The Model 2100-550 Single Element Transducer is a rail‑mounted device that senses passing wheels on a train. The timing signals generated by the transducers are critical for STC defect detector operation.
We have engineered Southern Technologies defect detectors and magnetic wheel transducers to work together for optimal performance over the system's lifetime.
Magnetic wheel transducers use electromagnetic induction to generate signals; a voltage is produced in an electrical conductor placed in a varying magnetic field. The wheel transducer has a permanent magnet wrapped in a precise number of turns of wire. Since the magnetic field is stationary, the transducer produces no voltage until a passing wheel causes the magnetic field to move through the winding.
The greater the rate of change in the magnetic field, the higher the signal level produced by the transducer. So signal strength is proportional to train speed – the faster the train, the stronger the signal. The strength of the magnet and the number of turns of wire also affect signal strength.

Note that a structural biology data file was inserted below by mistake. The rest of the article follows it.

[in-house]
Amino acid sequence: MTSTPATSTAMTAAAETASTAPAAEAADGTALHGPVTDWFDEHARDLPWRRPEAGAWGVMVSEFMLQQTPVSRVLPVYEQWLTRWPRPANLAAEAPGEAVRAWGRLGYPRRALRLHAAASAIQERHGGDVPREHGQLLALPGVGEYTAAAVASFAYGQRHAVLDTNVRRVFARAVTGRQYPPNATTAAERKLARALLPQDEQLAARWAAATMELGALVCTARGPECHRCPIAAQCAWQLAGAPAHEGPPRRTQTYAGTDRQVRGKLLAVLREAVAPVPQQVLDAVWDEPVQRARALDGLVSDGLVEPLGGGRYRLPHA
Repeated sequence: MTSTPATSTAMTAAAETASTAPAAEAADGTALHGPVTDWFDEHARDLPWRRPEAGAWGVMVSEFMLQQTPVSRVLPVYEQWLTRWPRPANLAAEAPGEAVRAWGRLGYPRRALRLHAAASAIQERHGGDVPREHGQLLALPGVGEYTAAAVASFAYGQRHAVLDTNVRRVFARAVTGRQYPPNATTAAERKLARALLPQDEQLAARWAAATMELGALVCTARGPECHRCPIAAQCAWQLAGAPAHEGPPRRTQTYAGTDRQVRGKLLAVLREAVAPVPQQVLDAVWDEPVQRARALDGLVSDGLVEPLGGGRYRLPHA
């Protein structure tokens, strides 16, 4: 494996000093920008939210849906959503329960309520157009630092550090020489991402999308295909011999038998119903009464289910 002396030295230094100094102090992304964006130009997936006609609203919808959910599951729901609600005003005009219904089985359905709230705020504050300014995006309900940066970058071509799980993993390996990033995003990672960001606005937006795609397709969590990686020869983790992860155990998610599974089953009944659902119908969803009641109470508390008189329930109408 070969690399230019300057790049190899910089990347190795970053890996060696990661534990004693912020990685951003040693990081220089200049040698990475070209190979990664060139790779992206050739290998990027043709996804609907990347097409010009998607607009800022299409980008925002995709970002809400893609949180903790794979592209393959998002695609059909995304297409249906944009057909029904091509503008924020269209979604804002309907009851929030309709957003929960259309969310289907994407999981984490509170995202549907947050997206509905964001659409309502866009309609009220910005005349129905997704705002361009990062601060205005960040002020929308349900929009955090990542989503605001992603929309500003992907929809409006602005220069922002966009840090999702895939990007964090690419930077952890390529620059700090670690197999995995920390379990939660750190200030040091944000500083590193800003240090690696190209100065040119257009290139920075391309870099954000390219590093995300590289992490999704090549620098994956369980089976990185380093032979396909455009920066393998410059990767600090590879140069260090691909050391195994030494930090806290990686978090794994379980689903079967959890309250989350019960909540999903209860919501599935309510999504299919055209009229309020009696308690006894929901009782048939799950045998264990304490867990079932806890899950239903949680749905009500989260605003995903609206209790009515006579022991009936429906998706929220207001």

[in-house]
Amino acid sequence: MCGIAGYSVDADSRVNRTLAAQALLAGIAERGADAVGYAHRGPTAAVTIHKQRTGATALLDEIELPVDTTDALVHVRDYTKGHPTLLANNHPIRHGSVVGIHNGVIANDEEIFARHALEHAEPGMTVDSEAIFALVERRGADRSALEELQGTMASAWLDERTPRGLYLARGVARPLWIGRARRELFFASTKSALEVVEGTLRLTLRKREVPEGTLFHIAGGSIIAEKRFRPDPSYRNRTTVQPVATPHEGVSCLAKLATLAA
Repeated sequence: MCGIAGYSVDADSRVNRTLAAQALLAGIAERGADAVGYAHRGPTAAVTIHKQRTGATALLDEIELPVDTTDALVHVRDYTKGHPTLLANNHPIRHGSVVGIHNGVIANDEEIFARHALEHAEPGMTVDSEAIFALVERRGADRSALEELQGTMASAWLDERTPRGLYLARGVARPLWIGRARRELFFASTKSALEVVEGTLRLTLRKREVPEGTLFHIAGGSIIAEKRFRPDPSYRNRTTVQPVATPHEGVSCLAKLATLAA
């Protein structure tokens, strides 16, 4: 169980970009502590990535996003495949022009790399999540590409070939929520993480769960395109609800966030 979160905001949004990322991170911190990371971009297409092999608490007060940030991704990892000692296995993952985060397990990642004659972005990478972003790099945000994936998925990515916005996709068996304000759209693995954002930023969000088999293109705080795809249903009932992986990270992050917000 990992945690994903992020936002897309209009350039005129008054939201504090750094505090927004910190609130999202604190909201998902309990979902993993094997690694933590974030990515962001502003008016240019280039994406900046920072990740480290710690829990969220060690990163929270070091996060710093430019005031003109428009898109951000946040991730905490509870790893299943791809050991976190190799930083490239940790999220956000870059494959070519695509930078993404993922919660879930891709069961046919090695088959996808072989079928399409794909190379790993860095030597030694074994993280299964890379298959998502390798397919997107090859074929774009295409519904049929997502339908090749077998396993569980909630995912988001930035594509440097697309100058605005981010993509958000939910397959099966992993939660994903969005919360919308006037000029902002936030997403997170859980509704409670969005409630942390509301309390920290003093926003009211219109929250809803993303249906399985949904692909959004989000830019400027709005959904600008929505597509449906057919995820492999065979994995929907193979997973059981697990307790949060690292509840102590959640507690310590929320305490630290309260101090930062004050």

Not necessarily the most powerful magnet available, but a sufficiently strong magnet of known strength is key to predictable performance. In production, we qualify each magnet using a magnetometer with calibration traceable to the National Institute of Standards and Technology to ensure they are within the specified range. We wind each magnet in a specified number of turns of enamel-coated wire and seal the sensor inside the transducer housing using a potting procedure developed to secure the sensor for railroad working conditions.
The 2100-550 consists of a horseshoe magnet with a tightly wound coil encapsulated in a rigid epoxy potting compound. Each transducer is mounted 1‑9/16 inches (3.97 centimeters) below the top of the rail. As the wheels of a railcar pass over the transducer, the wheel flange disturbs the flux field of the magnet, causing the output of a sinusoidal type waveform of varying amplitude. The depth of the flange and the speed at which the wheel is moving determines amplitude.
The timing signals from the transducer are used to:
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